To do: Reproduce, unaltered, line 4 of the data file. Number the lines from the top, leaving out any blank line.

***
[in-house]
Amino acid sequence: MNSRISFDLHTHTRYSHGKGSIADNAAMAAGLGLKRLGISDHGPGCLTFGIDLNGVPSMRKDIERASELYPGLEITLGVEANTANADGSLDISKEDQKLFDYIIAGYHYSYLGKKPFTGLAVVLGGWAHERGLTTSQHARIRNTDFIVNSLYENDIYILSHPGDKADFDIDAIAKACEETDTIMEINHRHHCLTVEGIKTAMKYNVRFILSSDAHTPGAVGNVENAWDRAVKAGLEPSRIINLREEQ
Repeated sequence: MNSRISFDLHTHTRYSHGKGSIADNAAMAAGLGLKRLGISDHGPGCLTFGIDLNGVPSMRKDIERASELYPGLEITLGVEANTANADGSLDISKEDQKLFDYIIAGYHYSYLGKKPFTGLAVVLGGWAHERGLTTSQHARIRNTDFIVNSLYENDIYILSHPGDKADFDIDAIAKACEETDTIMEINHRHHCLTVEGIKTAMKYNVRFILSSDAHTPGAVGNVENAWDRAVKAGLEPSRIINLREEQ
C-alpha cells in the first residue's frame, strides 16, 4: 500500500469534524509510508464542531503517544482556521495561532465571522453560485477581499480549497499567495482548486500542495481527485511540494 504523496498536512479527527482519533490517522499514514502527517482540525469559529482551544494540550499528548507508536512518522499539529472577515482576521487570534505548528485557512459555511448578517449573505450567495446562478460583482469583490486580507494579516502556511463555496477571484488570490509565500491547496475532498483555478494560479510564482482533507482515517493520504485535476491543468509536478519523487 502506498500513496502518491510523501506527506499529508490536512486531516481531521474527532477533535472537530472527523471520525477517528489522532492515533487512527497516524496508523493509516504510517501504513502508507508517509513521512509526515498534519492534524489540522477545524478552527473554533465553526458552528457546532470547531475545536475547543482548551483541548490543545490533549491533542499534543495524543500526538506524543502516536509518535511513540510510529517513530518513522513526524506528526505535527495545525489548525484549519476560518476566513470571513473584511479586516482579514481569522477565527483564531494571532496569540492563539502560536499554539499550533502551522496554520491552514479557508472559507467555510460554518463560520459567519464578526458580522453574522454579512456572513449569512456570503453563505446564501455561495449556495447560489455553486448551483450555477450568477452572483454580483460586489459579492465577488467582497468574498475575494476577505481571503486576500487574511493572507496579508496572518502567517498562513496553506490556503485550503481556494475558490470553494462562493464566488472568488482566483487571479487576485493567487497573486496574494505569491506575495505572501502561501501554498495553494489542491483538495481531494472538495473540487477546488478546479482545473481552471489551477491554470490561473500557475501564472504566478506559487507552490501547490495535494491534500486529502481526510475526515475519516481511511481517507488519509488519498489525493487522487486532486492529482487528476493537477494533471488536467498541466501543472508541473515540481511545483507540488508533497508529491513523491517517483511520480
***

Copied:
C-alpha cells in the first residue's frame, strides 16, 4: 500500500469534524509510508464542531503517544482556521495561532465571522453560485477581499480549497499567495482548486500542495481527485511540494 504523496498536512479527527482519533490517522499514514502527517482540525469559529482551544494540550499528548507508536512518522499539529472577515482576521487570534505548528485557512459555511448578517449573505450567495446562478460583482469583490486580507494579516502556511463555496477571484488570490509565500491547496475532498483555478494560479510564482482533507482515517493520504485535476491543468509536478519523487 502506498500513496502518491510523501506527506499529508490536512486531516481531521474527532477533535472537530472527523471520525477517528489522532492515533487512527497516524496508523493509516504510517501504513502508507508517509513521512509526515498534519492534524489540522477545524478552527473554533465553526458552528457546532470547531475545536475547543482548551483541548490543545490533549491533542499534543495524543500526538506524543502516536509518535511513540510510529517513530518513522513526524506528526505535527495545525489548525484549519476560518476566513470571513473584511479586516482579514481569522477565527483564531494571532496569540492563539502560536499554539499550533502551522496554520491552514479557508472559507467555510460554518463560520459567519464578526458580522453574522454579512456572513449569512456570503453563505446564501455561495449556495447560489455553486448551483450555477450568477452572483454580483460586489459579492465577488467582497468574498475575494476577505481571503486576500487574511493572507496579508496572518502567517498562513496553506490556503485550503481556494475558490470553494462562493464566488472568488482566483487571479487576485493567487497573486496574494505569491506575495505572501502561501501554498495553494489542491483538495481531494472538495473540487477546488478546479482545473481552471489551477491554470490561473500557475501564472504566478506559487507552490501547490495535494491534500486529502481526510475526515475519516481511511481517507488519509488519498489525493487522487486532486492529482487528476493537477494533471488536467498541466501543472508541473515540481511545483507540488508533497508529491513523491517517483511520480